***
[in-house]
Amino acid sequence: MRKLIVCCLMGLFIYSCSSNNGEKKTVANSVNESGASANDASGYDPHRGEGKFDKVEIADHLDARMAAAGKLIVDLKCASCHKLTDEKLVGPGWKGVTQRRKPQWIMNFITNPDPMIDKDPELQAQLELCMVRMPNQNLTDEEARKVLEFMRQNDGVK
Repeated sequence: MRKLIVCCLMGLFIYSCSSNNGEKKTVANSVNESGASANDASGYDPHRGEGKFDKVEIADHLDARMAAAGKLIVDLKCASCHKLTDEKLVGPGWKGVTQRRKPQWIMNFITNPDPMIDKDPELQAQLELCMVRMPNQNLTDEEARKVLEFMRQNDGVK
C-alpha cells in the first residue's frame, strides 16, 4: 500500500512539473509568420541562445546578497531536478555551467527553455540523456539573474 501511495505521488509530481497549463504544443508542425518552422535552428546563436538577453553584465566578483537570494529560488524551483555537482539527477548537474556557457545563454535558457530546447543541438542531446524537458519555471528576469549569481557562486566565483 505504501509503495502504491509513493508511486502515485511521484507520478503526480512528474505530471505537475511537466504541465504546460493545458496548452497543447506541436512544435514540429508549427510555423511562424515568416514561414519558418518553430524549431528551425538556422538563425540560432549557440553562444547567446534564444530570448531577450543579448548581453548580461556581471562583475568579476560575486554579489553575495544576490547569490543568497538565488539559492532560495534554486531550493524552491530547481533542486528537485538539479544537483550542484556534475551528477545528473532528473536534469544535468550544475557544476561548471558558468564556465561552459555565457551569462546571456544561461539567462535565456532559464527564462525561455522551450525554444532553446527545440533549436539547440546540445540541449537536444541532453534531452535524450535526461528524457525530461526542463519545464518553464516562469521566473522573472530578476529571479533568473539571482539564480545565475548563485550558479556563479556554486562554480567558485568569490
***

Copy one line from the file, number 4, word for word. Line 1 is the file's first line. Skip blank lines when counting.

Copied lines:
C-alpha cells in the first residue's frame, strides 16, 4: 500500500512539473509568420541562445546578497531536478555551467527553455540523456539573474 501511495505521488509530481497549463504544443508542425518552422535552428546563436538577453553584465566578483537570494529560488524551483555537482539527477548537474556557457545563454535558457530546447543541438542531446524537458519555471528576469549569481557562486566565483 505504501509503495502504491509513493508511486502515485511521484507520478503526480512528474505530471505537475511537466504541465504546460493545458496548452497543447506541436512544435514540429508549427510555423511562424515568416514561414519558418518553430524549431528551425538556422538563425540560432549557440553562444547567446534564444530570448531577450543579448548581453548580461556581471562583475568579476560575486554579489553575495544576490547569490543568497538565488539559492532560495534554486531550493524552491530547481533542486528537485538539479544537483550542484556534475551528477545528473532528473536534469544535468550544475557544476561548471558558468564556465561552459555565457551569462546571456544561461539567462535565456532559464527564462525561455522551450525554444532553446527545440533549436539547440546540445540541449537536444541532453534531452535524450535526461528524457525530461526542463519545464518553464516562469521566473522573472530578476529571479533568473539571482539564480545565475548563485550558479556563479556554486562554480567558485568569490